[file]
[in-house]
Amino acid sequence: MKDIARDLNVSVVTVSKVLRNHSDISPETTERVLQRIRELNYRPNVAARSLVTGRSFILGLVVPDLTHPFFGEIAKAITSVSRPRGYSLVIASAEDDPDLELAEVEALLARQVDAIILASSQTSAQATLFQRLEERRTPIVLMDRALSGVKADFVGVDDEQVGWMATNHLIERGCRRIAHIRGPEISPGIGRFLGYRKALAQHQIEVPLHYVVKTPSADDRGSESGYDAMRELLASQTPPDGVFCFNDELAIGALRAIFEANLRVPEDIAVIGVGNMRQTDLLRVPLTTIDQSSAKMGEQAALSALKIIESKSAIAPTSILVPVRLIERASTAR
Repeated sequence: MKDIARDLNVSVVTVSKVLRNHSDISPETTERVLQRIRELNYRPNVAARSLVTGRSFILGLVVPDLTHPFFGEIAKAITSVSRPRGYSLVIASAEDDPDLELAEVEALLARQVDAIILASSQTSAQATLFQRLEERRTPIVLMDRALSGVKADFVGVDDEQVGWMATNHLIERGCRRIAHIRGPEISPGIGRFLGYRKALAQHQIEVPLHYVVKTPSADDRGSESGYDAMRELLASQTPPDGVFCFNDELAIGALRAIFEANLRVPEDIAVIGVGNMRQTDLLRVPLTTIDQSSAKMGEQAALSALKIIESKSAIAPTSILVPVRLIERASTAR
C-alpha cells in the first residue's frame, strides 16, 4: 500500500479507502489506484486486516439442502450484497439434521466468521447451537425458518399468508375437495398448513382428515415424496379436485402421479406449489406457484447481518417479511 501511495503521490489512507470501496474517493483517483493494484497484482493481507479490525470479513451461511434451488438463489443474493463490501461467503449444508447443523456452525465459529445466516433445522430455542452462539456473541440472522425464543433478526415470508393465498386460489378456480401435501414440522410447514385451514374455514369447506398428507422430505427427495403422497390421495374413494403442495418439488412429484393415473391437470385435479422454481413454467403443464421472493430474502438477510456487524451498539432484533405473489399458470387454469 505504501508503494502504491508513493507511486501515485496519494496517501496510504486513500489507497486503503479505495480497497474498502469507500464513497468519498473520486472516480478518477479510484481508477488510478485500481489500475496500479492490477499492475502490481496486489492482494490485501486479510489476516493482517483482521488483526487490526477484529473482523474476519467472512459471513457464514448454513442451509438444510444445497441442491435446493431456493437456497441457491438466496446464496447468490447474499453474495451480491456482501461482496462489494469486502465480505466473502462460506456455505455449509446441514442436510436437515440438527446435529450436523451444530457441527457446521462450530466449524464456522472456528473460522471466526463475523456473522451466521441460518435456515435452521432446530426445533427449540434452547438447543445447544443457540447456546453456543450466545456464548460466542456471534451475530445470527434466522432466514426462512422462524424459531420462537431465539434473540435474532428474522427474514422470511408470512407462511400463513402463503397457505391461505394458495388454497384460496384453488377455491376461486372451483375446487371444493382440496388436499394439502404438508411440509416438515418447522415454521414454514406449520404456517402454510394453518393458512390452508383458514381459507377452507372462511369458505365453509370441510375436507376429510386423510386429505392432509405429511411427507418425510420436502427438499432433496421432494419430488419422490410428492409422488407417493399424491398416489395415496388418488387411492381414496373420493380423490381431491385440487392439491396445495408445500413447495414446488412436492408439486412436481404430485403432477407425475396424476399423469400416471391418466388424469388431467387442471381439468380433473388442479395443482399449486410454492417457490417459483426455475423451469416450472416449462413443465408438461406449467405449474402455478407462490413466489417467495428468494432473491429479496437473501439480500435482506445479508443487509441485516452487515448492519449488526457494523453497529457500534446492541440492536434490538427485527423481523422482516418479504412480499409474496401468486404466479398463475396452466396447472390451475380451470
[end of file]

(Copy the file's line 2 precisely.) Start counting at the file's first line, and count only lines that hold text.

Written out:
Amino acid sequence: MKDIARDLNVSVVTVSKVLRNHSDISPETTERVLQRIRELNYRPNVAARSLVTGRSFILGLVVPDLTHPFFGEIAKAITSVSRPRGYSLVIASAEDDPDLELAEVEALLARQVDAIILASSQTSAQATLFQRLEERRTPIVLMDRALSGVKADFVGVDDEQVGWMATNHLIERGCRRIAHIRGPEISPGIGRFLGYRKALAQHQIEVPLHYVVKTPSADDRGSESGYDAMRELLASQTPPDGVFCFNDELAIGALRAIFEANLRVPEDIAVIGVGNMRQTDLLRVPLTTIDQSSAKMGEQAALSALKIIESKSAIAPTSILVPVRLIERASTAR